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On a Mission to Improve Mental Health Services in Texas

Katarina Garcia experienced the realities of postpartum depression as a new mother. Now, she wants to help others in the same circumstances.

To do this, she founded Remember Mom, a nonprofit on a mission to help new moms through the postpartum period. By offering in-person and virtual support groups, Remember Mom hopes to ensure new moms have adequate access to mental health care services. 

To make her dream a reality, the 2018 Texas A&M University-Corpus Christi graduate decided to enter the Victoria’s Secret PINK with Purpose Project. Applicants like Katarina sought $25,000 in funding based on one of the brand’s three core values: people, purpose, or planet. 

Her first entry didn’t make it to the finals and neither did her second. But the third time was the charm for Katarina. 

“This year, I applied under the pillar of purpose with a plan for advocating for maternal mental health access in minority women of South Texas. As a mother who struggled with postpartum depression and anxiety after the birth of my son, I know how important and needed services for mothers are. As a recipient of a $25,000 award, I’m excited to continue advocating for women through providing access to group therapy and empowerment in all areas of life.”

Perseverance, Confidence, and Staying Positive

Katarina says it would’ve been easy to have given up on her dream after the first rejection. Perseverance and faith in her mission compelled her to not to give up on creating Remember Mom.

“Although I feel very lucky to have been selected as an award recipient this year, I recognize that my perseverance is what granted me this amazing award. I applied for the VS PINK with Purpose Project when my son was one year old. As a mother with postpartum depression, I felt a real calling to help others with similar struggles.”

Struggling to meet a specific goal two years in a row can deter just about anyone from trying a third time to succeed in a nationwide contest. Katarina believes her positive mindset helped carry her through. 

“Most people might stray away from applying to contests with large pools of applicants because the odds seemed stacked against them. But I know that if you have a vision you truly believe in, others will too. It’s okay to be realistic, but always be positive along with it. Reality is what told me this journey would not be easy. But it’s my positivity that told me one day, I would have my chance.”

Katarina also firmly believes in the power of having faith in your own vision and abilities. If your mission is rooted in a true sense of purpose, believing in yourself can help propel your ideas into reality.  

“You have to believe in yourself. After not winning this contest the first time, I could have easily given up. But I stayed self-motivated and continued a second and third time. Had I failed a third time, I know I would have tried a fourth time. I just truly believed in my vision and knew I would eventually have my chance.”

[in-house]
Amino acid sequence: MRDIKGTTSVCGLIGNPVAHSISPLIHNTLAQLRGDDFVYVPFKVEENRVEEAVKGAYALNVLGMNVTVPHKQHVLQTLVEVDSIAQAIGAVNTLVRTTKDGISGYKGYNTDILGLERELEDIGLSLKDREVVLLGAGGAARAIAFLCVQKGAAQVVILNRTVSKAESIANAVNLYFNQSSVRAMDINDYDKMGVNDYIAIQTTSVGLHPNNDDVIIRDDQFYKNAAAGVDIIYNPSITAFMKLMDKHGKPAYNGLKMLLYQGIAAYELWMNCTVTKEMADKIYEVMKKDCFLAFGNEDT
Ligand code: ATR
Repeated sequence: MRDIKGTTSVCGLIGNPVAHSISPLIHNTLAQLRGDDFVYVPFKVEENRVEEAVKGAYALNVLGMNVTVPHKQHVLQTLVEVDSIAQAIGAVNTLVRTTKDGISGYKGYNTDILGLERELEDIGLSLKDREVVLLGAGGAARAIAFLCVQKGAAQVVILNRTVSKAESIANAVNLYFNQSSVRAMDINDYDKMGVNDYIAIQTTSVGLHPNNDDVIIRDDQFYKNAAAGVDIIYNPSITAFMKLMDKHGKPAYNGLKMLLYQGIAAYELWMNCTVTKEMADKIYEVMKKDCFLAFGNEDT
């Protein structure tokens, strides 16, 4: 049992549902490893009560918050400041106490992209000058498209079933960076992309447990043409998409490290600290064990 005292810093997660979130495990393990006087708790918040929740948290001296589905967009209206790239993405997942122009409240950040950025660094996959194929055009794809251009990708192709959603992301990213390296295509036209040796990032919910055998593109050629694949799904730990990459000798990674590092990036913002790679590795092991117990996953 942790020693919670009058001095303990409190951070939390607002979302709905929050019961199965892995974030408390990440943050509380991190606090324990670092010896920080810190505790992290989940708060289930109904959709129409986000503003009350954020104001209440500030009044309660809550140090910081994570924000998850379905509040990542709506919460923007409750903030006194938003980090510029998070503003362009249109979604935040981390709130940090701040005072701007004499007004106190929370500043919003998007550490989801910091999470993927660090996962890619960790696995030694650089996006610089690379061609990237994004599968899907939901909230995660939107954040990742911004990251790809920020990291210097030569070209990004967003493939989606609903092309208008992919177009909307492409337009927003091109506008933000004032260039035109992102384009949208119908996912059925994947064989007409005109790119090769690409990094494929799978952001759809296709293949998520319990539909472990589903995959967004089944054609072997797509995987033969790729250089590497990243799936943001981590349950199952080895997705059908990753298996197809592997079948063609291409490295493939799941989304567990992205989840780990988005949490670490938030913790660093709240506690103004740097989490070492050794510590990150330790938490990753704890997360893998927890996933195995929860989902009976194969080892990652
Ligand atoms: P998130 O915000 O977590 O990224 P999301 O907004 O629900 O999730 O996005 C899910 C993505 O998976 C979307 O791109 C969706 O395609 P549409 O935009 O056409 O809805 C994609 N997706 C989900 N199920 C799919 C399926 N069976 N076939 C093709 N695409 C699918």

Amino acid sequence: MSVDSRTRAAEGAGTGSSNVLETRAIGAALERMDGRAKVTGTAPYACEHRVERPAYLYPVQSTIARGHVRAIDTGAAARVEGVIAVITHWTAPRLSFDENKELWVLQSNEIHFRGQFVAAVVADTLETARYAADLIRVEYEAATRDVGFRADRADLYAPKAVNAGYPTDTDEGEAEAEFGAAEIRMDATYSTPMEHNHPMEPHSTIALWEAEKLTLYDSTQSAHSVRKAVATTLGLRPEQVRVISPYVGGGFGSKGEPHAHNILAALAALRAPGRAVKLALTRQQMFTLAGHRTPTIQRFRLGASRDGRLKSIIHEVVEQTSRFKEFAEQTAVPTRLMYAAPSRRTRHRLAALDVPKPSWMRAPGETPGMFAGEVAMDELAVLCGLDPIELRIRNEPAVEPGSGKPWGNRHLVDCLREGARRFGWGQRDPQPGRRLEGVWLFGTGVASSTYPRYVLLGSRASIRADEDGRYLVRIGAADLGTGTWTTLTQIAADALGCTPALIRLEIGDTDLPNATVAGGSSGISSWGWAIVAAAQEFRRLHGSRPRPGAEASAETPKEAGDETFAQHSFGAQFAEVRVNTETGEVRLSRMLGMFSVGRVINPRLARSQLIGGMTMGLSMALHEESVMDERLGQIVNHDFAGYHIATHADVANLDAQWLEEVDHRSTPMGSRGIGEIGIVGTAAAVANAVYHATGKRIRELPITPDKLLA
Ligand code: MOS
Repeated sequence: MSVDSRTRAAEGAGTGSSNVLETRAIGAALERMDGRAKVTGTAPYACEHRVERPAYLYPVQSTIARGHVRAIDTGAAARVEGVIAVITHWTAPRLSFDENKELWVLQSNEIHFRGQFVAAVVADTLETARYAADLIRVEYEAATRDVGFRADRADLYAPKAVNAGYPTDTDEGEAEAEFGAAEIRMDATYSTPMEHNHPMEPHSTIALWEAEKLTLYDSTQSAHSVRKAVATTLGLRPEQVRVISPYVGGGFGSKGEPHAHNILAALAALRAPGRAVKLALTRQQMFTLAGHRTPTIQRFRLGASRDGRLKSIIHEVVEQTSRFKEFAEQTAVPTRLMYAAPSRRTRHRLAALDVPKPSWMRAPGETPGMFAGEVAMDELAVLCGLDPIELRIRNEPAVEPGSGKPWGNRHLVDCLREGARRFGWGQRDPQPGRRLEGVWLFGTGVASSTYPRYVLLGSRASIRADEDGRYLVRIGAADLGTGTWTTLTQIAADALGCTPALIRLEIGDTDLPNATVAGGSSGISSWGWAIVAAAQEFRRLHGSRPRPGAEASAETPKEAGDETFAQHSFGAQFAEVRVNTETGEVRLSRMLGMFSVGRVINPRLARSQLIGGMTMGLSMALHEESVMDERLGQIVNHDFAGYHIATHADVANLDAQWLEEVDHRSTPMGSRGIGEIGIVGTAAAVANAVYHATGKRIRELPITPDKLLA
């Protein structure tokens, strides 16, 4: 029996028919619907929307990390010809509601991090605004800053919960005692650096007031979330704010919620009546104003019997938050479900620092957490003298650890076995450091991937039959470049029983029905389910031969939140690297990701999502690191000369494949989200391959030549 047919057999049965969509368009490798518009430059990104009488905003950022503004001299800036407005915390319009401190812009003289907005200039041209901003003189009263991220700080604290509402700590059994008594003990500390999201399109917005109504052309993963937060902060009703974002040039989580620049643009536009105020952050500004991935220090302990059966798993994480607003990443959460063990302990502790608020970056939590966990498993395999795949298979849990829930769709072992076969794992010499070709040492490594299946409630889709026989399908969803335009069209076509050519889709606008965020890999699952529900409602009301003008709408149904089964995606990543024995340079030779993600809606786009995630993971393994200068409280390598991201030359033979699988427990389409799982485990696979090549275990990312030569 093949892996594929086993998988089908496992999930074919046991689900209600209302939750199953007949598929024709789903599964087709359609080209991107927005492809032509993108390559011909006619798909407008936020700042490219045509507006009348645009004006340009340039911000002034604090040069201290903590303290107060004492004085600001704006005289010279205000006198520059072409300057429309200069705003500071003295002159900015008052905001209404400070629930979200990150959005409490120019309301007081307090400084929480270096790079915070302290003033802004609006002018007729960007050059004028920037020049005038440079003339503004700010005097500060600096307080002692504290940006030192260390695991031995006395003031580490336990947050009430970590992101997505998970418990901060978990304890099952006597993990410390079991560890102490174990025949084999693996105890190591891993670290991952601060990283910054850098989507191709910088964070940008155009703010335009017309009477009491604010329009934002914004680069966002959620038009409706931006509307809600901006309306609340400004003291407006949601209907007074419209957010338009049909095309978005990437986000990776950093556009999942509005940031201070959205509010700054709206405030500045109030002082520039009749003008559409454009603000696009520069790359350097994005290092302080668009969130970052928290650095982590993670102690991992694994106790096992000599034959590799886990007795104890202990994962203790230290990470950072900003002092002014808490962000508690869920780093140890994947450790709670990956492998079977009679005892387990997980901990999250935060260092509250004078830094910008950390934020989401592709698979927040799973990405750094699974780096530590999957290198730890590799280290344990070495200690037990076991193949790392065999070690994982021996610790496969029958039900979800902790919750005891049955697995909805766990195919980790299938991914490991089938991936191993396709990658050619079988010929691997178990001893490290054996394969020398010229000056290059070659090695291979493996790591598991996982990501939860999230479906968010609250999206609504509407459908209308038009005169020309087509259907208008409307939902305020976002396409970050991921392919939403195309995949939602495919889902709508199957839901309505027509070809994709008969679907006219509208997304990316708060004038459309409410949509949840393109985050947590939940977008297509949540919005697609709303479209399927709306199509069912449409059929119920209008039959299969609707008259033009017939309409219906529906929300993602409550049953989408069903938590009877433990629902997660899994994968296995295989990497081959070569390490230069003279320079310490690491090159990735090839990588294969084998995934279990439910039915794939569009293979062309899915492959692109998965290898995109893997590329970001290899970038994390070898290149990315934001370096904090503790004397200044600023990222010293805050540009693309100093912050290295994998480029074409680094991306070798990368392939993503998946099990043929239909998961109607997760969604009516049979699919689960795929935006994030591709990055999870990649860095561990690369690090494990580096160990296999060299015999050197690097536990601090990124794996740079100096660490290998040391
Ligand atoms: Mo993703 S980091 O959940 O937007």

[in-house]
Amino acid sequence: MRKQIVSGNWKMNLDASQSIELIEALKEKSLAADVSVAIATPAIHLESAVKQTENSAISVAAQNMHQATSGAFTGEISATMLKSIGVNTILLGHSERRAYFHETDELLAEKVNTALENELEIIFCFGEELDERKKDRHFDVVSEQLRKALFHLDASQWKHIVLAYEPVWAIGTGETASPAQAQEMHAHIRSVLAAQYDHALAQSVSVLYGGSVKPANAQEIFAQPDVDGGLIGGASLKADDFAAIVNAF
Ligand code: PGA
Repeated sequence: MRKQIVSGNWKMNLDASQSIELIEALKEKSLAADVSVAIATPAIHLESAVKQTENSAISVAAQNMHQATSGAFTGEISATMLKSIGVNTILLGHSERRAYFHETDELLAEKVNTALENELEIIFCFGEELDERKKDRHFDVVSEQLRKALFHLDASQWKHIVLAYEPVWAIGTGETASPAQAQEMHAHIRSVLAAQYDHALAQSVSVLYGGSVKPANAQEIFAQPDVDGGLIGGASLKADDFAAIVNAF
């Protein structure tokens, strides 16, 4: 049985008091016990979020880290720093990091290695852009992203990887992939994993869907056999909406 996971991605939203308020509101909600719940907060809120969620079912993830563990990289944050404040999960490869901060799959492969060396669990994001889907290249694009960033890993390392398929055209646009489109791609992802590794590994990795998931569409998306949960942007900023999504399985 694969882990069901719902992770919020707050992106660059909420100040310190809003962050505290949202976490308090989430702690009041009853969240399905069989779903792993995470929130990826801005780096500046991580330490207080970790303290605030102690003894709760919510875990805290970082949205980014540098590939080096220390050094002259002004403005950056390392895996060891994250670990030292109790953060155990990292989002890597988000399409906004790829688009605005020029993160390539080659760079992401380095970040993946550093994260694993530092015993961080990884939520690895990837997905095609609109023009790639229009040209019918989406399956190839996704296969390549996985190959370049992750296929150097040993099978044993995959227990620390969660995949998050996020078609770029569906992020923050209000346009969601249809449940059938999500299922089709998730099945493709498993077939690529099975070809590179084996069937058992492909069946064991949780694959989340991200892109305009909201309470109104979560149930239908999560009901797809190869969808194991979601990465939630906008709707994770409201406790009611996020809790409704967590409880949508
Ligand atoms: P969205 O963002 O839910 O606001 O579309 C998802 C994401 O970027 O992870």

Perspective and Skills Development Paved the Way

While it’s important to “dream big,” it’s also a good idea to keep in mind the value of incremental change. 

“Small steps can make big changes… I want to change maternal mental health, but that can’t be done in a day. Big goals are important to have and they should encourage us, not discourage us. Sometimes, I get overwhelmed and shut down because my goals seem too difficult, but then I remind myself that even one small step is a step closer to success.”

Katarina also says that the support, encouragement, and educational resources she found in the NSLS were crucial for helping her step out of her shell and embrace a new leadership role. 

“Before joining the NSLS, I was very timid and wary of leading in any capacity. In high school, I ran away from leadership opportunities because they seemed out of reach. But what I realized from joining the NSLS E-Board is that you can do anything if you’re willing to put in time to learn. I learned how to be a leader from my participation in NSLS SNT groups, community service, and fundraisers.”

Katarina’s Advice for Future Leaders

Practicing servant leadership can be challenging. Katarina recognizes that it’s important to bring some compassion and grace into any leadership position and then, extend that grace to others and yourself.

“As a professional, it can be hard to separate work from your personal life. As someone who suffers from depression, I know that I can’t leave my depression at the door when I head out to work. I think it’s important to remember that we’re all human at the end of the day. We all deserve grace and compassion, especially from ourselves.”

Katarina also suggests that it’s important to do some serious self-work and address your own needs and issues before you attempt to take on a major leadership position. Doing so helps you maintain your mental health and be a more effective leader.

“You’ll be a better leader if you address your own difficulties before you lead a team. Life is full of unexpected curve balls, and it’s important to reset and take time for ourselves before we pour ourselves into others. When difficult situations arise, I try to reframe my thinking into viewing the experience as a learning and growth opportunity.”

Katarina learned how incremental changes paired with perseverance and passion can create change in the lives of others. Learn how small acts of kindness can also make a difference in your own health and happiness.